New Systemic Adjuvant Therapy in Gastrointestinal Tumors Gains Recognition

Using adjuvant systemic therapy in tangent with surgeries for localized gastrointestinal stromal tumors (GISTs) has been shown to significantly boost survival rates in patients.

Using adjuvant systemic therapy in tangent with surgeries for localized gastrointestinal stromal tumors (GISTs) has been shown to significantly boost survival rates in patients.

Published online in the American Journal of Clinical Oncology, the study highlighted that older patients as well as minorities were less likely to receive adjuvant therapy for GISTs — the most prevalent sarcomas of the GI tract.

To estimate contemporary use, Helmneh Sineshaw, MD, MPH and researchers from the American Cancer Society analyzed data and identified 4,694 patients with localized GIST cases diagnosed between 2004 and 2011.

Their research ultimately helped determine patterns and factors associated with the use of adjuvant therapy.

Sineshaw found that the use of adjuvant systemic therapy more than doubled between 2006 (13.2%) and 2007 (30.5%), peaked at 37.9% in 2009, and dipped to 25.6% in 2011. Additionally, the use of adjuvant systemic therapy decreased with age, was higher in patients with larger tumor size (>10 cm), and was less likely in minorities than in non-Hispanic whites. Furthermore, patients who received adjuvant systemic therapy were found to have 46% lower risk of death than those who were only given surgery.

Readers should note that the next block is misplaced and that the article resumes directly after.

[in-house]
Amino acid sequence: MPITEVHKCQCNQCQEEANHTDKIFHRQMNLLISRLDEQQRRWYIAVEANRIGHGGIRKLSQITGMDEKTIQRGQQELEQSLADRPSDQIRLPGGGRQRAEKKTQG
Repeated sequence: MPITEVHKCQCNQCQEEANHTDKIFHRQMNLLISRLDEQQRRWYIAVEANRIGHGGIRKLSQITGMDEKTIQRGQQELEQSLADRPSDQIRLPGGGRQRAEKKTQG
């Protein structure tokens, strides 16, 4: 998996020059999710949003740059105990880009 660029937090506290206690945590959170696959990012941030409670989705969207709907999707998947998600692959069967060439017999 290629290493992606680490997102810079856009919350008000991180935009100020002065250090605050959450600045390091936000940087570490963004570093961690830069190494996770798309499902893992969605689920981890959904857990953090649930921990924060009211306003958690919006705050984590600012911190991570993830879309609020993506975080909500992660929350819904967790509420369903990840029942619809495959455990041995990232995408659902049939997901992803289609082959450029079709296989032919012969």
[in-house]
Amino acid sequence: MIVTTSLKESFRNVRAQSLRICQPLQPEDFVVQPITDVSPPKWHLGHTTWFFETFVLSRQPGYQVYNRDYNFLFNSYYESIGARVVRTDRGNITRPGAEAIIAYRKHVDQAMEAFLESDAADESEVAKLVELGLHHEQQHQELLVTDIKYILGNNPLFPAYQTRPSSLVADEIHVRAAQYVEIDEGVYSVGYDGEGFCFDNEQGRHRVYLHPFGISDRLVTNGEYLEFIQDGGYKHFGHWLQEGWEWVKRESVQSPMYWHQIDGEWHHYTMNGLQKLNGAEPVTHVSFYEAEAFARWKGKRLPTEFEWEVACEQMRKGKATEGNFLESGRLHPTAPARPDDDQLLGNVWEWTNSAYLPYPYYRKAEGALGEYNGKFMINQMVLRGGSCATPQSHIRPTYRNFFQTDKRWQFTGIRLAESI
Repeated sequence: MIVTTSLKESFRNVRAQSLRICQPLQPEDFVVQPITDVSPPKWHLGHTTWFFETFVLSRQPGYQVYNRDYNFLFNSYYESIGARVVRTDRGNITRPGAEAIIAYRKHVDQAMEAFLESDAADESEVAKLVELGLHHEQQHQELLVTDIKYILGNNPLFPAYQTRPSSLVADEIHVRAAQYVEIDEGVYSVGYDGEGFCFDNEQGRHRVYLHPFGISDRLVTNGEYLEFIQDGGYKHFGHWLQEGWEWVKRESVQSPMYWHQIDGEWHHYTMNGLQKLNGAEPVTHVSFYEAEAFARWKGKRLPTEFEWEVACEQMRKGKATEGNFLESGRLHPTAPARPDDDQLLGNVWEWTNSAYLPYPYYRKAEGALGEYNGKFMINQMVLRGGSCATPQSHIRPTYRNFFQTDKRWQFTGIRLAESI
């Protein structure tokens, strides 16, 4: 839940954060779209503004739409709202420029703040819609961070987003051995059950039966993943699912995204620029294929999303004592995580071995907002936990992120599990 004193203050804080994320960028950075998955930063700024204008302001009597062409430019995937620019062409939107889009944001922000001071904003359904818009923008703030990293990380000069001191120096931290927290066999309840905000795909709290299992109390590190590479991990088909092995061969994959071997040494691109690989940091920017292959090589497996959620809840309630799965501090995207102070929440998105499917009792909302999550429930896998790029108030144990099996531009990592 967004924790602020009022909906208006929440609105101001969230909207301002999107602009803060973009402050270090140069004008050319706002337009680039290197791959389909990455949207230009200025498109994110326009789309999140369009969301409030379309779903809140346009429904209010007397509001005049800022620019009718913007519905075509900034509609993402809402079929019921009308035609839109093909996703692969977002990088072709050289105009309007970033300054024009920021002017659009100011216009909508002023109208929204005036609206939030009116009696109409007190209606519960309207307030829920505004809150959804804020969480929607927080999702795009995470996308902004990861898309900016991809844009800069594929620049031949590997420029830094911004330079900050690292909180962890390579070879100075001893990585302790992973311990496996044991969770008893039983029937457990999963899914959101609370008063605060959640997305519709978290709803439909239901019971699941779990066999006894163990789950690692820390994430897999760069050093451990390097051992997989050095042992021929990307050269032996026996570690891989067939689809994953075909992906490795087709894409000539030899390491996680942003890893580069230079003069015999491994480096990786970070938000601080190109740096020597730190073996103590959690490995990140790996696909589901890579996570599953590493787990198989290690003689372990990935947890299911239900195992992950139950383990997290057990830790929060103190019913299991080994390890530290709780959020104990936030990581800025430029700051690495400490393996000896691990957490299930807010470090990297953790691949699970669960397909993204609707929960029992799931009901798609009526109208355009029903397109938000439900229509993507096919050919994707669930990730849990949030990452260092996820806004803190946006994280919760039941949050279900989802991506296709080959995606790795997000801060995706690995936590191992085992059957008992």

It’s important to highlight the tremendous strides made in GIST treatment methods over the last decade, particularly with the US Food and Drug Administration’s (FDA) approval of imatinib (Gleevec) for the adjuvant systemic treatment of adult patients (approximately 85-90% of tumors) with the CD117 mutation after surgery.

According to the National Comprehensive Cancer Network (NCCN), adjuvant imatinib treatment was specifically recommended for GISTs with tumor sizes about 3 cm and with “intermediate or high risk of recurrence”.

"Adjuvant systemic therapy use in clinical practice has significantly increased over time with variation by certain factors such as age, race/ethnicity, and tumor size. As the systemic therapy of GISTs evolves, capturing more up-to-date and high-quality data, in addition to clear and consistent treatment guidelines, it is very important to reliably demonstrate treatment patterns and survival outcomes associated with the adjuvant therapy use in clinical practice," concluded the researchers.